A collaboration of coast and countryside organisations on The Lizard Peninsula

Silk Button Gall on oakSilk Button Galls, one of the many kinds of galls found on our native oaks, really do look as if they have been spun from silken thread.
Photo: Amanda Scott

 

 

SILK BUTTON GALLS

Scientific name: Neuroterus numismalis (this is the name of the parasitic gall-wasp that induces the galls)

What to look for:

Appearance: Silk Button Galls are tiny (≤5 mm) and cup-shaped. Seen close to under a hand lens, it is possible to see the ‘embroidered’ raised edge. Reddish to golden yellow in colour, and often abundant across the underside of an oak leaf.
Where: On native oak tree species.
When: The Silk Button Galls appear on leaf undersides in autumn.
Similar to: There are several kinds of small galls on oaks, including the Spangle Gall

Silk Button Gall on oakWe are used to thinking of biodiversity as applying to whole landscapes and wider habitats, but it can just as equally apply to a metre-by-metre plot, or a single tree. One oak tree, for example, hosts far more creatures and plants than a large field in which a single crop is growing. Our native oak species have been with us since the last ice age, and since then have developed symbiotic and parasitic relationships with hundreds of other species. It is therefore not surprising that, of the 90 or so gall wasp species found in Britain, 42 are parasitic on oaks.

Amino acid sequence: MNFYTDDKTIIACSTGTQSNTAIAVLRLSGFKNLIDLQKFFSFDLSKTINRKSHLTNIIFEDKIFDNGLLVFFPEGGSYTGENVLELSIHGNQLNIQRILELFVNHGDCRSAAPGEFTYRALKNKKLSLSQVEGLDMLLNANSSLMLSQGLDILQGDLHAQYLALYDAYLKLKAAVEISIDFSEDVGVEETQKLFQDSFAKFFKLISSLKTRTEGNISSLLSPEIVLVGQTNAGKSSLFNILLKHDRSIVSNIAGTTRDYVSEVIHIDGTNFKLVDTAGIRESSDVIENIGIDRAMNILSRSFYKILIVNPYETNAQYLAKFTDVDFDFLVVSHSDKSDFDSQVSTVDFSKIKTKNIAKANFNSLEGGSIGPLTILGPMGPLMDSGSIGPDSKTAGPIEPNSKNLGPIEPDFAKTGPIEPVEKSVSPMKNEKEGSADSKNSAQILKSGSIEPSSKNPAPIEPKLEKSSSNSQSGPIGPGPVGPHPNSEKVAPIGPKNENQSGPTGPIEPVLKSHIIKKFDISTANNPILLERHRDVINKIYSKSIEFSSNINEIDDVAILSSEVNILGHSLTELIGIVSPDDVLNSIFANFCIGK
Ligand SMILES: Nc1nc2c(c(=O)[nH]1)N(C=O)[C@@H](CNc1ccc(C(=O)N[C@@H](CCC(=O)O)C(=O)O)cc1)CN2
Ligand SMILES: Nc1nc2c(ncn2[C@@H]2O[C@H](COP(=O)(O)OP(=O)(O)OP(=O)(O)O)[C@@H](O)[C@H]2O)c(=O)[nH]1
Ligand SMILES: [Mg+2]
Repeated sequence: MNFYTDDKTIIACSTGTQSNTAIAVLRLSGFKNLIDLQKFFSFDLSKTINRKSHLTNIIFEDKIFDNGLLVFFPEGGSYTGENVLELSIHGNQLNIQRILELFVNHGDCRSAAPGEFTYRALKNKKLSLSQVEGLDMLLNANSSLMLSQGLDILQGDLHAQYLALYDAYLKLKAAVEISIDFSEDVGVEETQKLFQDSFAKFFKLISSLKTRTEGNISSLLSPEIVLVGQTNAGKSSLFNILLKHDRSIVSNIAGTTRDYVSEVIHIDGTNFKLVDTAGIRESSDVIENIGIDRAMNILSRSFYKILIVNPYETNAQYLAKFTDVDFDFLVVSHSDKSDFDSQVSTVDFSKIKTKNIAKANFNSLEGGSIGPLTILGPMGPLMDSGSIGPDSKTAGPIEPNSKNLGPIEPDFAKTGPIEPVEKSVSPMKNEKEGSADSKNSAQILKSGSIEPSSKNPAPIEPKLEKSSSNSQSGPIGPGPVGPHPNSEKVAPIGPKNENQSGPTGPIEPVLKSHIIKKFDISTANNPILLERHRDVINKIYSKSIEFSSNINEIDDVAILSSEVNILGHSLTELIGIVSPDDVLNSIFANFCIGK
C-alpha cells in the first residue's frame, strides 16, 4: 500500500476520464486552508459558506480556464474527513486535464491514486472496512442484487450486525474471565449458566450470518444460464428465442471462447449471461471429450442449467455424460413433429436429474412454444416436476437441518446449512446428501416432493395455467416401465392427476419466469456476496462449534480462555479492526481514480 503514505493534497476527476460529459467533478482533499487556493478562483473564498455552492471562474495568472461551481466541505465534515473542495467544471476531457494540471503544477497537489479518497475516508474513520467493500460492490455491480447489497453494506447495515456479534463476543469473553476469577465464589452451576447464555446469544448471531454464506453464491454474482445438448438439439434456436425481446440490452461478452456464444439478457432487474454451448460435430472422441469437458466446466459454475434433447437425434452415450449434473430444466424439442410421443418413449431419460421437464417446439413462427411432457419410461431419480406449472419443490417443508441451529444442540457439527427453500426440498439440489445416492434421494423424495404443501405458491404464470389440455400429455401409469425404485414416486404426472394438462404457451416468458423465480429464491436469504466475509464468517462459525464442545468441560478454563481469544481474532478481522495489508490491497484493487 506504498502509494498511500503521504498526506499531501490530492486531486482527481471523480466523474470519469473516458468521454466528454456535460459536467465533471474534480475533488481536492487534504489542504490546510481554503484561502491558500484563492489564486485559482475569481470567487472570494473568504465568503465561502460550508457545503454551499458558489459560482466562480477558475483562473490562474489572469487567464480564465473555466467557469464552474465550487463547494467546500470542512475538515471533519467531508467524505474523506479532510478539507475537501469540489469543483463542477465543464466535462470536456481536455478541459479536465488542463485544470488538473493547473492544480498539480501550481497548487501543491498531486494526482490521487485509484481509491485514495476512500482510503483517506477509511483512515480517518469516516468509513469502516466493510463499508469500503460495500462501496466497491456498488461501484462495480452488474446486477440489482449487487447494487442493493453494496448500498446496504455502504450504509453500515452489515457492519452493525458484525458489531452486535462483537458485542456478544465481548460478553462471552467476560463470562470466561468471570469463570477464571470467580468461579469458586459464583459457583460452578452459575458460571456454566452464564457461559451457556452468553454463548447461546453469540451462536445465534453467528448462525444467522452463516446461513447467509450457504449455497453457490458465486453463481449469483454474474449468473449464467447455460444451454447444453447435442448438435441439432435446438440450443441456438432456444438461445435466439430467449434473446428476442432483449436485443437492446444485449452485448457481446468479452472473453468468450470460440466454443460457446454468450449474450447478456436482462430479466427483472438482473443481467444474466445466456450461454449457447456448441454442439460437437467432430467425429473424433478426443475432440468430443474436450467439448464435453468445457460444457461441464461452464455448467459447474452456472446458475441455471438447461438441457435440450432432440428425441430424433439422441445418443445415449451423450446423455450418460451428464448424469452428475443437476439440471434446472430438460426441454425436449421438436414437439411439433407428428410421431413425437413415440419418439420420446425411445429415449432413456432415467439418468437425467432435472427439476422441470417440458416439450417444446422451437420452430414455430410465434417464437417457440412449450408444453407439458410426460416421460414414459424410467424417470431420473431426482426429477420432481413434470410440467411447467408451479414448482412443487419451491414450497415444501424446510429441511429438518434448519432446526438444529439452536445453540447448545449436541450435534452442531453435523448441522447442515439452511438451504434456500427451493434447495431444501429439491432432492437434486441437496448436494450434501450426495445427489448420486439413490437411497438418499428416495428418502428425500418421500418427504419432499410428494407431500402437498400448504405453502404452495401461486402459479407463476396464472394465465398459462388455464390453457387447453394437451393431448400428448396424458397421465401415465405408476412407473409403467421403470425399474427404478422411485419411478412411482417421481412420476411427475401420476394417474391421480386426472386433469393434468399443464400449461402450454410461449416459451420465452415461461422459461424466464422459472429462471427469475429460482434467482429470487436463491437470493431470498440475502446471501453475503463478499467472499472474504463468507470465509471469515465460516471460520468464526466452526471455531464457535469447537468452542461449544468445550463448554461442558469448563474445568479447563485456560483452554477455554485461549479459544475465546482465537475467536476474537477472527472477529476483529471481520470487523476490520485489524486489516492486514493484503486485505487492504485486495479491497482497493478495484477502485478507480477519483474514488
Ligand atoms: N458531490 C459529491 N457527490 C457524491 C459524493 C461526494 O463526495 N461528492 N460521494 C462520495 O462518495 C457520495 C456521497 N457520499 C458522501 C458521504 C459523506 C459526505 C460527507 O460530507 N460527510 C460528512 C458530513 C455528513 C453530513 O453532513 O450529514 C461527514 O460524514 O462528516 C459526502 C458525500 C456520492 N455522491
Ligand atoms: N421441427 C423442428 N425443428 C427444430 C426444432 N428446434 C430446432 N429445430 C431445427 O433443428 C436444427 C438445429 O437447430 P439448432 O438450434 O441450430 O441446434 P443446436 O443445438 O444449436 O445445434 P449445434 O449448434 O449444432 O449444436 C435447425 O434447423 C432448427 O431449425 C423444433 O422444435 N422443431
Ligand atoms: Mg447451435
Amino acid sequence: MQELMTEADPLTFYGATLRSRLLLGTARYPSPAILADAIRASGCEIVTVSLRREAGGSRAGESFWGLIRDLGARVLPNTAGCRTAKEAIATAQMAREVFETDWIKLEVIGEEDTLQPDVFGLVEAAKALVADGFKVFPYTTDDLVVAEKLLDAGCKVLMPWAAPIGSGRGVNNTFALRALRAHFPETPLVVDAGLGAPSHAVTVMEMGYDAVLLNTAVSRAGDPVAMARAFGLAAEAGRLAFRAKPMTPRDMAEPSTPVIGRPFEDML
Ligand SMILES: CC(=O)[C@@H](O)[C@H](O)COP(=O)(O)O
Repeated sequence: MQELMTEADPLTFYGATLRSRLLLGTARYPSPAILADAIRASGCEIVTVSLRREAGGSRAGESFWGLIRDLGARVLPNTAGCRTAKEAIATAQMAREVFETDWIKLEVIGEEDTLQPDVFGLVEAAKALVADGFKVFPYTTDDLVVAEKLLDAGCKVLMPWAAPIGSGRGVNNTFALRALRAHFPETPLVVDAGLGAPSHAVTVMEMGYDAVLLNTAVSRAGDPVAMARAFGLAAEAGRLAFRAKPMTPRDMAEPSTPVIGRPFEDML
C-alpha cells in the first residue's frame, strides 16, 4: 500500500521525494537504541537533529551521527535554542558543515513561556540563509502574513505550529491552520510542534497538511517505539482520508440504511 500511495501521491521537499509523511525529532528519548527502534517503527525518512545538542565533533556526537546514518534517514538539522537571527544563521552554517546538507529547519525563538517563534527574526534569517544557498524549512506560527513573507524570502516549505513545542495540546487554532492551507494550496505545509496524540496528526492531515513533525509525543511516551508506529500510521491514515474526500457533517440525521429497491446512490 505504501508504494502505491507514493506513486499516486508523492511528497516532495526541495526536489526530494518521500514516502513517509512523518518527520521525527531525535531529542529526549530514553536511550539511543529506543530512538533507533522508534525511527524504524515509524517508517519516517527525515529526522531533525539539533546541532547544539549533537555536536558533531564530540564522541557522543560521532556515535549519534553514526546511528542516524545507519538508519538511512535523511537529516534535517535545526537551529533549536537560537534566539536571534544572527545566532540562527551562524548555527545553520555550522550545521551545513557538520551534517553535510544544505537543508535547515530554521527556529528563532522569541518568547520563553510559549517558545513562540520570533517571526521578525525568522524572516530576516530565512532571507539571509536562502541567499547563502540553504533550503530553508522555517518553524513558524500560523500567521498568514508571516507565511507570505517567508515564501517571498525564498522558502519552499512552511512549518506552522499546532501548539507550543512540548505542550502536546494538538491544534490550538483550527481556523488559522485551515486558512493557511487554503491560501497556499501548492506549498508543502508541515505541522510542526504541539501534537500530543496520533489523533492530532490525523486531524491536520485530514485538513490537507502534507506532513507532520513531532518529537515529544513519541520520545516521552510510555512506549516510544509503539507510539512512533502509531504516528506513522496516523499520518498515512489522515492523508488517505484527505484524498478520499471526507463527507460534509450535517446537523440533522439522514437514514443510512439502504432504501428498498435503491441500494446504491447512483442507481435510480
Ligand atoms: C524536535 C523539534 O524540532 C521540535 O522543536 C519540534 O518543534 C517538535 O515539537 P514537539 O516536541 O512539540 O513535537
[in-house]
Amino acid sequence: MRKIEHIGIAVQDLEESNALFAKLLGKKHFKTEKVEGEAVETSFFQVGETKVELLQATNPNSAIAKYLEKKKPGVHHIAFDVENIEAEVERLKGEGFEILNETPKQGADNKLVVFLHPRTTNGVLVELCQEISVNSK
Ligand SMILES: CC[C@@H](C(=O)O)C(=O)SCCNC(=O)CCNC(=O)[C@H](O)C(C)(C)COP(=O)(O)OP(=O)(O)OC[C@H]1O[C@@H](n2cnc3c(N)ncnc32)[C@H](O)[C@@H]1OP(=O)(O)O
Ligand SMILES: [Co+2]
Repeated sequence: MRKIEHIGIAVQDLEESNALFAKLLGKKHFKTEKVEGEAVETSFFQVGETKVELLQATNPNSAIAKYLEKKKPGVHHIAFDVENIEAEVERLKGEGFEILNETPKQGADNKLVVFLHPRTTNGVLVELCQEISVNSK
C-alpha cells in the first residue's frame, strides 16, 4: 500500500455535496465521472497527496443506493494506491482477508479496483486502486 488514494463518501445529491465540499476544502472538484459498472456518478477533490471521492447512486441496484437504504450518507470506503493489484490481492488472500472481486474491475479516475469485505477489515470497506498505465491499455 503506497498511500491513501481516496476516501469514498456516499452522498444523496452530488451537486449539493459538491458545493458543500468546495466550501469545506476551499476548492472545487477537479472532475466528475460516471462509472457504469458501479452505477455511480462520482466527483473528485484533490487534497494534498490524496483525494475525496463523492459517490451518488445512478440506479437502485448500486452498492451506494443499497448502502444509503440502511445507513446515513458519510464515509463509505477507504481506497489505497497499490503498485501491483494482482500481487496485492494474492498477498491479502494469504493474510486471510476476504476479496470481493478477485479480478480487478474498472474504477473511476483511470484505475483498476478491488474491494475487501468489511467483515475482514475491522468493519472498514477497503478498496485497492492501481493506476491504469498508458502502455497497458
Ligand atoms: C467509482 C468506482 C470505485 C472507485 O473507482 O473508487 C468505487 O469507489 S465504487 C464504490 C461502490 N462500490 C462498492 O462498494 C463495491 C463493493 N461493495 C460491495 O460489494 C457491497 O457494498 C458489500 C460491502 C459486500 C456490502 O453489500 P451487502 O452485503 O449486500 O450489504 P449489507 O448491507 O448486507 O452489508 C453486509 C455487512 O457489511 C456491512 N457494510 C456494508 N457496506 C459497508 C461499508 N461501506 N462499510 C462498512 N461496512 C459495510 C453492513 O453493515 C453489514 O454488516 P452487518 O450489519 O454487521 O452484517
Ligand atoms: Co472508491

One common oak gall is the rather lovely Silk Button Gall, created by the parasitic gall wasp Neuroterus numismalis on our native oak species. These galls are often abundant, clustering together on the underside of individual leaves in large groups. If you can, look at them closely using a hand lens, and you can see how the raised, rounded edge of the gall looks as if it has been spun using fine golden silk.

Silk Button Gall on oakEach of these tiny galls hosts a larva. The galls fall off the leaves in winter, or fall with them to the ground in the autumn. In spring, the adults emerge – this is an asexual generation, which proceeds to lay eggs in the oak buds. The larvae that hatch from these induce galls in the newly forming leaves. These galls, called Blister Galls, are green and flatter, so much harder to spot. When the larvae mature, they hatch as the sexual generation in early to mid-summer, and so the cycle continues.

Oak trees are not generally adversely affected by the presence of Silk Button Spangle Galls. In mast years (years when an abundance of acorns are produced), the oaks put most of their energy into fruiting, so they may be more susceptible to infestation. Generally, however, they recover well in the next year.

Did you know…?

…Galls are chemically induced to form by the developing grubs

 


More information and references:

Chinery, M., 2011. Britain’s Plant Galls. A Photographic Guide. WildGuides Ltd., Hampshire.
Redfern, M. and Shirley, P., 2011. British Plant Galls (second edition). Field Studies Council, Shropshire.

Published: September 2020
Author: Amanda Scott
Photos: Amanda Scott 

Find out about other invertebrates on The Lizard.